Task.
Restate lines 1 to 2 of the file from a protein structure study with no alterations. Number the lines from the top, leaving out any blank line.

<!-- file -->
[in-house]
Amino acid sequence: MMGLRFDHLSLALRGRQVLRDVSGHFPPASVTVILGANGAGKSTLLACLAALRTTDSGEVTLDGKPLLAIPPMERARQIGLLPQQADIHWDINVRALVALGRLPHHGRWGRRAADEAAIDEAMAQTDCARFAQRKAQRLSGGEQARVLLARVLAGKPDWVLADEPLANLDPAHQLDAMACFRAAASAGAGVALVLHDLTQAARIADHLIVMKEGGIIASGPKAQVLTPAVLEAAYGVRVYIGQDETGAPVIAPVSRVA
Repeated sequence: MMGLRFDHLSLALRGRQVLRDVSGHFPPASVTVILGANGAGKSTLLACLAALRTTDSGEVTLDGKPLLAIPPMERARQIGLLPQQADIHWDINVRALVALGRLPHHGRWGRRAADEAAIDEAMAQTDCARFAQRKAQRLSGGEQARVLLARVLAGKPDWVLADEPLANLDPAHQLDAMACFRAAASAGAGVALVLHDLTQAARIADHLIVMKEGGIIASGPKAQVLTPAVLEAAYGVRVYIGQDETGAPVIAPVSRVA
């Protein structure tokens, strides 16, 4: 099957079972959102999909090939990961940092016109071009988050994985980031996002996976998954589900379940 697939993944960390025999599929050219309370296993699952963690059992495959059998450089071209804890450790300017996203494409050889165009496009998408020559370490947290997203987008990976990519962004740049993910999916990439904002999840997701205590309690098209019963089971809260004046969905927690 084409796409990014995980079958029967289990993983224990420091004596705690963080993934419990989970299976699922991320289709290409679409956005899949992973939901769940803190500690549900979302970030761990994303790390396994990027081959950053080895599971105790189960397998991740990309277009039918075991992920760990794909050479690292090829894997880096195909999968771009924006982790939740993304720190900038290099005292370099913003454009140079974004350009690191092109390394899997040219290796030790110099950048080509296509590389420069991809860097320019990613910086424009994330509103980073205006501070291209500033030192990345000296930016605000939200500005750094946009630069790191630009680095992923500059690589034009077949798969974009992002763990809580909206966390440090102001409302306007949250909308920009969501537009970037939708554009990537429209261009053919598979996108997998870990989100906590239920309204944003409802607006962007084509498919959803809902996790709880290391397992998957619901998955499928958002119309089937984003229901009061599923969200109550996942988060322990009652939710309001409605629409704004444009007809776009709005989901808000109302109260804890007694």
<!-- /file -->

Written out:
[in-house]
Amino acid sequence: MMGLRFDHLSLALRGRQVLRDVSGHFPPASVTVILGANGAGKSTLLACLAALRTTDSGEVTLDGKPLLAIPPMERARQIGLLPQQADIHWDINVRALVALGRLPHHGRWGRRAADEAAIDEAMAQTDCARFAQRKAQRLSGGEQARVLLARVLAGKPDWVLADEPLANLDPAHQLDAMACFRAAASAGAGVALVLHDLTQAARIADHLIVMKEGGIIASGPKAQVLTPAVLEAAYGVRVYIGQDETGAPVIAPVSRVA